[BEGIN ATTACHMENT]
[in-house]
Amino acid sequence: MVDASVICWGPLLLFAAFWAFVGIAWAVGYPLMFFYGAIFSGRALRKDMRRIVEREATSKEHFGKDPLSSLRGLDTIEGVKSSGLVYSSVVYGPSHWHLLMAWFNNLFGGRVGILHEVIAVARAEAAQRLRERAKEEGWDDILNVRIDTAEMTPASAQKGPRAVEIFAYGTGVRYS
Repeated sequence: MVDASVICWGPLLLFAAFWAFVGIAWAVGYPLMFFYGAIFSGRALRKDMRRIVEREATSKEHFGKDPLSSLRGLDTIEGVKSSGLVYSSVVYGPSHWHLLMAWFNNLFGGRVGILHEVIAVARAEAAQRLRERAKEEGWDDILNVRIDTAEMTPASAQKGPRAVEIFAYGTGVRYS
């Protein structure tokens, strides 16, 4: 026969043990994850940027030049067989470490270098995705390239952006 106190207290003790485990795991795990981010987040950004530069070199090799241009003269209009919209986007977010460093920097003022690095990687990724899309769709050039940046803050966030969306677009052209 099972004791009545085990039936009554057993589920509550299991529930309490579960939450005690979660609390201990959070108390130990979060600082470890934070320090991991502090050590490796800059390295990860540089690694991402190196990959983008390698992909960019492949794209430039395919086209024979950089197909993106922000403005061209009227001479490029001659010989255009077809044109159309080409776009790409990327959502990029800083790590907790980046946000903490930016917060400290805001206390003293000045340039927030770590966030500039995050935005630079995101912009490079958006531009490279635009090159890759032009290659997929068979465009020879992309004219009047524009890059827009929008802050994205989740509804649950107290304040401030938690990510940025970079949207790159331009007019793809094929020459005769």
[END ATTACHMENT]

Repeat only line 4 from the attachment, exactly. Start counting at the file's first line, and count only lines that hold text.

């Protein structure tokens, strides 16, 4: 026969043990994850940027030049067989470490270098995705390239952006 106190207290003790485990795991795990981010987040950004530069070199090799241009003269209009919209986007977010460093920097003022690095990687990724899309769709050039940046803050966030969306677009052209 099972004791009545085990039936009554057993589920509550299991529930309490579960939450005690979660609390201990959070108390130990979060600082470890934070320090991991502090050590490796800059390295990860540089690694991402190196990959983008390698992909960019492949794209430039395919086209024979950089197909993106922000403005061209009227001479490029001659010989255009077809044109159309080409776009790409990327959502990029800083790590907790980046946000903490930016917060400290805001206390003293000045340039927030770590966030500039995050935005630079995101912009490079958006531009490279635009090159890759032009290659997929068979465009020879992309004219009047524009890059827009929008802050994205989740509804649950107290304040401030938690990510940025970079949207790159331009007019793809094929020459005769």